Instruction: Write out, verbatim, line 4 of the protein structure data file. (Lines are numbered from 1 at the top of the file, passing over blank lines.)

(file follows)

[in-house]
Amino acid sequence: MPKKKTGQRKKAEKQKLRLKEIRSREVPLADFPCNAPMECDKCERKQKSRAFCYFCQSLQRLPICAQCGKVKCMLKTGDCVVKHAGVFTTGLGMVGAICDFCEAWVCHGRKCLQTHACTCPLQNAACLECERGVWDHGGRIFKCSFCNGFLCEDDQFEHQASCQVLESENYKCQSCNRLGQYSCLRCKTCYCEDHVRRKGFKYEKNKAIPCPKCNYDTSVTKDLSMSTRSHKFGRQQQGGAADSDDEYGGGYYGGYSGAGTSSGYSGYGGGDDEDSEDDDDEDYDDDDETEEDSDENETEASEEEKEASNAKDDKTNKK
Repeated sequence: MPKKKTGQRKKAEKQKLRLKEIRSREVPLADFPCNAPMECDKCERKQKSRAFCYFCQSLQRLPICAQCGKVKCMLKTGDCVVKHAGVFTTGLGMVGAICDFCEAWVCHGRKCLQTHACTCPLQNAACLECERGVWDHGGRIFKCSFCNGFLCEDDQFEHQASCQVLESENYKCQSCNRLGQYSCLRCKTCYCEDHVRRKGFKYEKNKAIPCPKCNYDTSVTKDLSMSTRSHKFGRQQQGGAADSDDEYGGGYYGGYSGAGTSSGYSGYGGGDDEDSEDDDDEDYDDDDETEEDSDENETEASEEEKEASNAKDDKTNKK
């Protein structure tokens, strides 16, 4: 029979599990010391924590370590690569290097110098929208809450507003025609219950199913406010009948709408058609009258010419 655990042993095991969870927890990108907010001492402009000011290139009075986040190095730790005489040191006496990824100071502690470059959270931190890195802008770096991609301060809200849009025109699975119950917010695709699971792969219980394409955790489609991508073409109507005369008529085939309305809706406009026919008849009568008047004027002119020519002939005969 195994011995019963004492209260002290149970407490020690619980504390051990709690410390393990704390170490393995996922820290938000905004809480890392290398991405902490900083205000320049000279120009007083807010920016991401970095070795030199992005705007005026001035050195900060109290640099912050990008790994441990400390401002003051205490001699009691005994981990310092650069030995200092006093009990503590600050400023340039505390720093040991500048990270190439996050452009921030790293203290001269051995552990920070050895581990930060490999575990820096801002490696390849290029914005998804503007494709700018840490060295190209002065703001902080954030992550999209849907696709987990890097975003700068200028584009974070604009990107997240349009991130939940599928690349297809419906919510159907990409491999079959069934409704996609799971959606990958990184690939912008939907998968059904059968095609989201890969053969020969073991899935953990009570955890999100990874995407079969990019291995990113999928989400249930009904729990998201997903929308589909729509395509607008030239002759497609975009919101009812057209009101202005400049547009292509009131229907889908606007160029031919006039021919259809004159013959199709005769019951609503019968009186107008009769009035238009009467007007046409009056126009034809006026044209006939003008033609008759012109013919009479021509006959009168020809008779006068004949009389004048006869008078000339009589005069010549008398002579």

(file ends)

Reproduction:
């Protein structure tokens, strides 16, 4: 029979599990010391924590370590690569290097110098929208809450507003025609219950199913406010009948709408058609009258010419 655990042993095991969870927890990108907010001492402009000011290139009075986040190095730790005489040191006496990824100071502690470059959270931190890195802008770096991609301060809200849009025109699975119950917010695709699971792969219980394409955790489609991508073409109507005369008529085939309305809706406009026919008849009568008047004027002119020519002939005969 195994011995019963004492209260002290149970407490020690619980504390051990709690410390393990704390170490393995996922820290938000905004809480890392290398991405902490900083205000320049000279120009007083807010920016991401970095070795030199992005705007005026001035050195900060109290640099912050990008790994441990400390401002003051205490001699009691005994981990310092650069030995200092006093009990503590600050400023340039505390720093040991500048990270190439996050452009921030790293203290001269051995552990920070050895581990930060490999575990820096801002490696390849290029914005998804503007494709700018840490060295190209002065703001902080954030992550999209849907696709987990890097975003700068200028584009974070604009990107997240349009991130939940599928690349297809419906919510159907990409491999079959069934409704996609799971959606990958990184690939912008939907998968059904059968095609989201890969053969020969073991899935953990009570955890999100990874995407079969990019291995990113999928989400249930009904729990998201997903929308589909729509395509607008030239002759497609975009919101009812057209009101202005400049547009292509009131229907889908606007160029031919006039021919259809004159013959199709005769019951609503019968009186107008009769009035238009009467007007046409009056126009034809006026044209006939003008033609008759012109013919009479021509006959009168020809008779006068004949009389004048006869008078000339009589005069010549008398002579």